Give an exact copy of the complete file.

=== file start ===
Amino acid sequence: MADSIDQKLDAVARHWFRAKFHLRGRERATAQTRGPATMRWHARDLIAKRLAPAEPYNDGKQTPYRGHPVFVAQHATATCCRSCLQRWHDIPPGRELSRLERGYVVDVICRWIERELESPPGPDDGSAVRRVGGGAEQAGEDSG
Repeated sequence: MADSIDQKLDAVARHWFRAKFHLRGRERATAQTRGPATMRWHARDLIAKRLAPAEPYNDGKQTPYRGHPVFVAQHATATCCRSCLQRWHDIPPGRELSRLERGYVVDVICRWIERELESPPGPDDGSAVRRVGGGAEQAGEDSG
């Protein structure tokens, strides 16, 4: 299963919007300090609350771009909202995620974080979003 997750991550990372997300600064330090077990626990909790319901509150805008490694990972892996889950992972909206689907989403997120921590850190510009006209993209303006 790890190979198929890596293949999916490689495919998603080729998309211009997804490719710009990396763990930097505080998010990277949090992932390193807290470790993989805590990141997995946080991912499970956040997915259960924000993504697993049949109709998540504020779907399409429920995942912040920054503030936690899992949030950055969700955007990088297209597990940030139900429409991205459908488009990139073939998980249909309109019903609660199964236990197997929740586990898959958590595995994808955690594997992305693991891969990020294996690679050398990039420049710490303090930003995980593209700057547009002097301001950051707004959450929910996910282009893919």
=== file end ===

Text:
Amino acid sequence: MADSIDQKLDAVARHWFRAKFHLRGRERATAQTRGPATMRWHARDLIAKRLAPAEPYNDGKQTPYRGHPVFVAQHATATCCRSCLQRWHDIPPGRELSRLERGYVVDVICRWIERELESPPGPDDGSAVRRVGGGAEQAGEDSG
Repeated sequence: MADSIDQKLDAVARHWFRAKFHLRGRERATAQTRGPATMRWHARDLIAKRLAPAEPYNDGKQTPYRGHPVFVAQHATATCCRSCLQRWHDIPPGRELSRLERGYVVDVICRWIERELESPPGPDDGSAVRRVGGGAEQAGEDSG
């Protein structure tokens, strides 16, 4: 299963919007300090609350771009909202995620974080979003 997750991550990372997300600064330090077990626990909790319901509150805008490694990972892996889950992972909206689907989403997120921590850190510009006209993209303006 790890190979198929890596293949999916490689495919998603080729998309211009997804490719710009990396763990930097505080998010990277949090992932390193807290470790993989805590990141997995946080991912499970956040997915259960924000993504697993049949109709998540504020779907399409429920995942912040920054503030936690899992949030950055969700955007990088297209597990940030139900429409991205459908488009990139073939998980249909309109019903609660199964236990197997929740586990898959958590595995994808955690594997992305693991891969990020294996690679050398990039420049710490303090930003995980593209700057547009002097301001950051707004959450929910996910282009893919």